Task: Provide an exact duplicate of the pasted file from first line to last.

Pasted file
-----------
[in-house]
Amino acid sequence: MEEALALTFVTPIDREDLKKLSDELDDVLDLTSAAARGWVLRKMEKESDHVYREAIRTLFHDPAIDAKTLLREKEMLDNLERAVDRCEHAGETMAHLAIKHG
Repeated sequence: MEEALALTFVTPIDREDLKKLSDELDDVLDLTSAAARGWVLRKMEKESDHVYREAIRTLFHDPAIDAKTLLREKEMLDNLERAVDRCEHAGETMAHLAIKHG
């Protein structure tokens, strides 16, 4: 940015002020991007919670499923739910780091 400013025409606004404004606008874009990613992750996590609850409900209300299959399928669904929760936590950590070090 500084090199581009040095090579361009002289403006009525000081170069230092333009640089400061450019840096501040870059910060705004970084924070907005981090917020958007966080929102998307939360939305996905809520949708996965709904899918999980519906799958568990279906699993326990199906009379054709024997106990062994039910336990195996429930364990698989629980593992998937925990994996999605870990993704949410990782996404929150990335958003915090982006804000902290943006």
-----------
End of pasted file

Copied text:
[in-house]
Amino acid sequence: MEEALALTFVTPIDREDLKKLSDELDDVLDLTSAAARGWVLRKMEKESDHVYREAIRTLFHDPAIDAKTLLREKEMLDNLERAVDRCEHAGETMAHLAIKHG
Repeated sequence: MEEALALTFVTPIDREDLKKLSDELDDVLDLTSAAARGWVLRKMEKESDHVYREAIRTLFHDPAIDAKTLLREKEMLDNLERAVDRCEHAGETMAHLAIKHG
């Protein structure tokens, strides 16, 4: 940015002020991007919670499923739910780091 400013025409606004404004606008874009990613992750996590609850409900209300299959399928669904929760936590950590070090 500084090199581009040095090579361009002289403006009525000081170069230092333009640089400061450019840096501040870059910060705004970084924070907005981090917020958007966080929102998307939360939305996905809520949708996965709904899918999980519906799958568990279906699993326990199906009379054709024997106990062994039910336990195996429930364990698989629980593992998937925990994996999605870990993704949410990782996404929150990335958003915090982006804000902290943006």